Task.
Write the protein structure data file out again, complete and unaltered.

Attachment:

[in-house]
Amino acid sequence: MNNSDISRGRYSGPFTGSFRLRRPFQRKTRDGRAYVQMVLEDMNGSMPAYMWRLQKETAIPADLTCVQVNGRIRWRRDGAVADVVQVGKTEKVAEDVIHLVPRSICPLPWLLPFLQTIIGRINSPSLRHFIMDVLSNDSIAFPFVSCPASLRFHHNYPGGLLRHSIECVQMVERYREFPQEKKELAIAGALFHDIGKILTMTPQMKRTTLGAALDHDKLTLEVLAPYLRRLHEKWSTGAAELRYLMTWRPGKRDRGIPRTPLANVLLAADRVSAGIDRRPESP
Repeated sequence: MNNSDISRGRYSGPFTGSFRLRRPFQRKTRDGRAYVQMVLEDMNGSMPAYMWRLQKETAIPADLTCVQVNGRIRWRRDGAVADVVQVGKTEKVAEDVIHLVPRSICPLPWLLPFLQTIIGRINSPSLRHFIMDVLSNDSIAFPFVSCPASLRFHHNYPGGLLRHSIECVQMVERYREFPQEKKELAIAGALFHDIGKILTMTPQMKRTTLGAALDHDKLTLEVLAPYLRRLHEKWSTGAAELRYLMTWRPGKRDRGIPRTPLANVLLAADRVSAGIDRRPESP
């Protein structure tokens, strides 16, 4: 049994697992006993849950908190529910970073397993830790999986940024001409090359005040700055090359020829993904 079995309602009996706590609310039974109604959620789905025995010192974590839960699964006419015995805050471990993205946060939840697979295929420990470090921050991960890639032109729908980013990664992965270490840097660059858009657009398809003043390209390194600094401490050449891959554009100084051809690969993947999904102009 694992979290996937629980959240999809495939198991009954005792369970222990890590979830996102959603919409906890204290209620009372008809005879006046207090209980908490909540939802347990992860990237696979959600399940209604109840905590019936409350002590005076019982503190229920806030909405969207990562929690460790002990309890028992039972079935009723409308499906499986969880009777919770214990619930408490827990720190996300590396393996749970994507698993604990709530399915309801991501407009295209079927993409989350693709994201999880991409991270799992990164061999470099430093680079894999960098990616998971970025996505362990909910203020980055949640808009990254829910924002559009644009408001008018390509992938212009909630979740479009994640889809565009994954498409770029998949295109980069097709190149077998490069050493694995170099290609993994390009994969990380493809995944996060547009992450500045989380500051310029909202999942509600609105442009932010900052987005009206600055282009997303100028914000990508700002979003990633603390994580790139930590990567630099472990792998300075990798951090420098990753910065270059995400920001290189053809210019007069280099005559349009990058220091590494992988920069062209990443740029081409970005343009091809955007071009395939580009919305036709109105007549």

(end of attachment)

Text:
[in-house]
Amino acid sequence: MNNSDISRGRYSGPFTGSFRLRRPFQRKTRDGRAYVQMVLEDMNGSMPAYMWRLQKETAIPADLTCVQVNGRIRWRRDGAVADVVQVGKTEKVAEDVIHLVPRSICPLPWLLPFLQTIIGRINSPSLRHFIMDVLSNDSIAFPFVSCPASLRFHHNYPGGLLRHSIECVQMVERYREFPQEKKELAIAGALFHDIGKILTMTPQMKRTTLGAALDHDKLTLEVLAPYLRRLHEKWSTGAAELRYLMTWRPGKRDRGIPRTPLANVLLAADRVSAGIDRRPESP
Repeated sequence: MNNSDISRGRYSGPFTGSFRLRRPFQRKTRDGRAYVQMVLEDMNGSMPAYMWRLQKETAIPADLTCVQVNGRIRWRRDGAVADVVQVGKTEKVAEDVIHLVPRSICPLPWLLPFLQTIIGRINSPSLRHFIMDVLSNDSIAFPFVSCPASLRFHHNYPGGLLRHSIECVQMVERYREFPQEKKELAIAGALFHDIGKILTMTPQMKRTTLGAALDHDKLTLEVLAPYLRRLHEKWSTGAAELRYLMTWRPGKRDRGIPRTPLANVLLAADRVSAGIDRRPESP
């Protein structure tokens, strides 16, 4: 049994697992006993849950908190529910970073397993830790999986940024001409090359005040700055090359020829993904 079995309602009996706590609310039974109604959620789905025995010192974590839960699964006419015995805050471990993205946060939840697979295929420990470090921050991960890639032109729908980013990664992965270490840097660059858009657009398809003043390209390194600094401490050449891959554009100084051809690969993947999904102009 694992979290996937629980959240999809495939198991009954005792369970222990890590979830996102959603919409906890204290209620009372008809005879006046207090209980908490909540939802347990992860990237696979959600399940209604109840905590019936409350002590005076019982503190229920806030909405969207990562929690460790002990309890028992039972079935009723409308499906499986969880009777919770214990619930408490827990720190996300590396393996749970994507698993604990709530399915309801991501407009295209079927993409989350693709994201999880991409991270799992990164061999470099430093680079894999960098990616998971970025996505362990909910203020980055949640808009990254829910924002559009644009408001008018390509992938212009909630979740479009994640889809565009994954498409770029998949295109980069097709190149077998490069050493694995170099290609993994390009994969990380493809995944996060547009992450500045989380500051310029909202999942509600609105442009932010900052987005009206600055282009997303100028914000990508700002979003990633603390994580790139930590990567630099472990792998300075990798951090420098990753910065270059995400920001290189053809210019007069280099005559349009990058220091590494992988920069062209990443740029081409970005343009091809955007071009395939580009919305036709109105007549």